On my previous blog I described how we had hit the health care wall. It looked like, with my rheumatoid arthritis, our inability to find affordable health care might knock my husband right out of what was looking like two job offers for senior pastoral positions, perhaps ending his professional ministry. Two weeks later we are breathless at what God has done. We went to Iron Man 2 Sunday night but I drifted in and out of all the action thinking, What is happening in our lives right now is far more exciting. It's God. And it's real. Now for Part 2 of our story…
On Friday, April 30th, we awaited a phone call from John, the elder in charge of finances at a church in Columbia, South Carolina. After six months of correspondence, interviews and a ten day visit things were moving forward. While we were drawn to ministry at another church as well our hearts were increasingly inclined to the South Carolina church. John had been working our insurance problem all week and as he worked we prayed. He is a much sought after financial consultant for both individuals and Christian ministries so we felt confident he would find a solution. When he reached us on Friday his voice sounded flat. "I have hit the wall," he told us. "I don’t know what else to do."
Fresh out of seminary we had moved to Costa Rica with a view to Jack eventually training pastors in Latin America. My diagnosis of rheumatoid arthritis had demolished a dream. I couldn’t believe this was happening again. My eyes welled up as we listened to John.
The price tag for our insurance was going to be well over $30,000 a year and the church could not afford it. If we backed it out of our salary it would leave half as much as our previous salary to live on. We could feel the disappointment in John’s voice mirroring our own. When someone with that measure of expertise says we've hit the wall it speaks to the true dimensions of the wall and the gravity of our insurance situation. Maybe Wal Mart needs more greeters.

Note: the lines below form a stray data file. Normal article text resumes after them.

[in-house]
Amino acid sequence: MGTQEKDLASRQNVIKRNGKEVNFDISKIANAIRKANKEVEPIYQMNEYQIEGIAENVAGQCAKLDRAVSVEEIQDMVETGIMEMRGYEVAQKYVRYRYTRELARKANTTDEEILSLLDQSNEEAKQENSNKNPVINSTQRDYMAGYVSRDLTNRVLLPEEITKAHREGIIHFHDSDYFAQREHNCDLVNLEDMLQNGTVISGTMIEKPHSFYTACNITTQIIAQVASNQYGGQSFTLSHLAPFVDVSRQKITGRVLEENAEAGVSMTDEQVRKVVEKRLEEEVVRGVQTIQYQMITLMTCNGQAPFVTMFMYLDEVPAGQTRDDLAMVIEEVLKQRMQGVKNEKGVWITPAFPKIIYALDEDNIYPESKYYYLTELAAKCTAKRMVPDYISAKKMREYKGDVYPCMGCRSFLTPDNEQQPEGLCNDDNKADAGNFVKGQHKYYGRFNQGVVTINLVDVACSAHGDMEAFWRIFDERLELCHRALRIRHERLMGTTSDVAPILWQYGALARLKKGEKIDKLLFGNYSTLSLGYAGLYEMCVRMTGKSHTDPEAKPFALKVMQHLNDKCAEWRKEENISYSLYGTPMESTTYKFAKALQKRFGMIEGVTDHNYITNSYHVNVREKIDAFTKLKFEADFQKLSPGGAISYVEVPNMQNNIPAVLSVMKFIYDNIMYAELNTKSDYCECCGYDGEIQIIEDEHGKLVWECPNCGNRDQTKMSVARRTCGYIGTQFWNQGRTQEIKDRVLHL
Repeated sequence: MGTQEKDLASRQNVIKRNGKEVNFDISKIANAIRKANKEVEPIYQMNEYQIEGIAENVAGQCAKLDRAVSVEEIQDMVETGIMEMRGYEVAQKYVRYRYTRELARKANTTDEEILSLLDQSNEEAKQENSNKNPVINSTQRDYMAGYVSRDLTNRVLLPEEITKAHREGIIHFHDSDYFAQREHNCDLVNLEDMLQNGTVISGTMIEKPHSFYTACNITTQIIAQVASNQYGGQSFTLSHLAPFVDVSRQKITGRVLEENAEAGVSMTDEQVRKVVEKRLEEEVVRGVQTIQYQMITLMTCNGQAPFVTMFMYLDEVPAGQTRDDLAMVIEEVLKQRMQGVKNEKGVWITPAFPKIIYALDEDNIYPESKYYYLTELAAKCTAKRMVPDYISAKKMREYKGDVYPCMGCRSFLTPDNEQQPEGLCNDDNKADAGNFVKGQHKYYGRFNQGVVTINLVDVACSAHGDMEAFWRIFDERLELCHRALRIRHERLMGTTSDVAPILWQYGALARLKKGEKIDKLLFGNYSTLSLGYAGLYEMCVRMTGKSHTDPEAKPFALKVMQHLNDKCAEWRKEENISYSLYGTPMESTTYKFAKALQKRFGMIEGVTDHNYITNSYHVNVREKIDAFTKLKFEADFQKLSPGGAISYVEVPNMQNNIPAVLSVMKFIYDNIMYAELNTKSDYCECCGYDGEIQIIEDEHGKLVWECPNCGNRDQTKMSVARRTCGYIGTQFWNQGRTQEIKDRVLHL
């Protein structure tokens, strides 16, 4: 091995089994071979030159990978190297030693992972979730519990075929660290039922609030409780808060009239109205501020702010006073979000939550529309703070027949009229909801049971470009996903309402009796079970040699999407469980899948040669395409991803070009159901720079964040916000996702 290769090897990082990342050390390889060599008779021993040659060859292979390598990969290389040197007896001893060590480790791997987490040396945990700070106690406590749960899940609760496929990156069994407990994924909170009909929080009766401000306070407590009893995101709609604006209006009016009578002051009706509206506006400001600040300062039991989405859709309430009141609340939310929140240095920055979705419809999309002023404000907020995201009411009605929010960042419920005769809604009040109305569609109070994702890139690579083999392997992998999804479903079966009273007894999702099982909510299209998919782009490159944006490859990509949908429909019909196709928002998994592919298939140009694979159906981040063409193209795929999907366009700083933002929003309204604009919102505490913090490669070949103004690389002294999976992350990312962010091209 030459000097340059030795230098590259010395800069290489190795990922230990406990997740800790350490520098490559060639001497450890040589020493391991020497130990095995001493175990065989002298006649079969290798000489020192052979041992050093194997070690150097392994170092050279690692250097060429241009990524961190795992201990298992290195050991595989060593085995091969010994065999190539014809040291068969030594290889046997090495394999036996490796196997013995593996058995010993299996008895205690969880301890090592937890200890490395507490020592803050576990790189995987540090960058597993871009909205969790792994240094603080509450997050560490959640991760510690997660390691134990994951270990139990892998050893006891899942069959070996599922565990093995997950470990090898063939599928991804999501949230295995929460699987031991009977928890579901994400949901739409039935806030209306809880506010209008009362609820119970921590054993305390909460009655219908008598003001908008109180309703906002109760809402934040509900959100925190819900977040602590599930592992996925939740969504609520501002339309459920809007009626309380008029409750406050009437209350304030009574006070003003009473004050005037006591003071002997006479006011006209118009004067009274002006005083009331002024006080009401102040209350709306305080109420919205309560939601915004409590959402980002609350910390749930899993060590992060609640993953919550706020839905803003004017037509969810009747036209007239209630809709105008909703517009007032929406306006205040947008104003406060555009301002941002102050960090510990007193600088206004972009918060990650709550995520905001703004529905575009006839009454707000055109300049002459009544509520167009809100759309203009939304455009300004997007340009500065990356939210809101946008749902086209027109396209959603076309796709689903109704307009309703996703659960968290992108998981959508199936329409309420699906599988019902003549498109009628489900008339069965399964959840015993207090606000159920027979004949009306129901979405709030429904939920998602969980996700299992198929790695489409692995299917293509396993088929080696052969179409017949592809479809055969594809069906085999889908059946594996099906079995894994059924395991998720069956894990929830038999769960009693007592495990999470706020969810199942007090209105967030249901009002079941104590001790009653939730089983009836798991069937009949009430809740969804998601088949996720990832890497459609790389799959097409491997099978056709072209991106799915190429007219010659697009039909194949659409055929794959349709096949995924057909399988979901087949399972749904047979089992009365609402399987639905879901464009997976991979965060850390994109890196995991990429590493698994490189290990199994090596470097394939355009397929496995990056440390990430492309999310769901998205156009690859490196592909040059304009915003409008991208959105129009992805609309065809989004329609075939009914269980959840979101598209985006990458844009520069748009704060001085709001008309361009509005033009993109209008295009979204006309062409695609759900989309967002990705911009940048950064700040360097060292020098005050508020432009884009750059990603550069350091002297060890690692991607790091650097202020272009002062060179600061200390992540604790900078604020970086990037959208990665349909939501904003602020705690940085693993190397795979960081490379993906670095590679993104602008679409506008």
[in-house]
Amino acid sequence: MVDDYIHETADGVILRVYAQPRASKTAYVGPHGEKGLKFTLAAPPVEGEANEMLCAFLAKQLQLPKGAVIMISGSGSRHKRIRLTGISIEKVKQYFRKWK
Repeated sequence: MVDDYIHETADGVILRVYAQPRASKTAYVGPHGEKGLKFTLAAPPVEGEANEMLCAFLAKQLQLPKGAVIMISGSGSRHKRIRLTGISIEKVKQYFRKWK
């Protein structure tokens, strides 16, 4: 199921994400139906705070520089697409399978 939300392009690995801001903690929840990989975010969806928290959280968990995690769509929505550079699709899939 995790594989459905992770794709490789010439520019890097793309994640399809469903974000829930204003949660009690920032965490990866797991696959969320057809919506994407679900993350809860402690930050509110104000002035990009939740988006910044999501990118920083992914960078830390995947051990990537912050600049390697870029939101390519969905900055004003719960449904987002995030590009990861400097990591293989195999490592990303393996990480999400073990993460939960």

Afterwards Jack wrote to our close friends and prayer partners: "We have hit an obstacle that only God can overcome. We know that is not a bad place to be but we do not know how to move forward. So we want to tell you the issue and ask you to pray for God to show us the way."
I emailed a friend, "Actually I am in good spirits, looking to Jesus. Here’s the thing: if we slid nicely from our severance into a good fit with a church, prayers are answered and God gets glory, but not nearly as much as if he delivers us from what now looks like such a precarious situation. I want him to write a meaningful, astonishing story through our lives. That means mighty deliverance from real danger. We indeed feel the danger. So we are cast upon God our rock. A solid place to be."
We desire deliverance. God desires transformation: The relief of holiness. Rich relationships. Fruitful lives. As we walk with him he always accomplishes the greater deliverance of transformation. The deliverance from circumstances is more dicey. I can’t imagine the complexity God navigates as he protects us from some things, allows others, so that in the process we truly grow and change without losing heart.
Independently six people had suggested that we think about raising support to cover our health insurance. We considered it as a possibility and mentioned it to John. He didn’t say "Go for it" right then but that the elders would meet on Wed, May 5th, to decide what to do .On Sunday they announced to the church that our need for insurance was looking like more than the church could meet. John wrote that "there was sadness, confusion and much prayer." The elders announced they would meet on Wednesday and asked the people to pray.
The church prayed. We prayed. Our friends prayed.
In the middle of that same night a friend of ours woke up and could not get Jack off his mind. He is not a close friend, had not been on our update list, was completely unaware of our need and described himself with a wink as "not one of Jack’s better parishioners"—attending church occasionally. Now, over a year after Jack’s resignation he was prompted to call and encourage Jack, telling him how much he had appreciated his ministry. (Thankfully he waited until after 8:00 am.)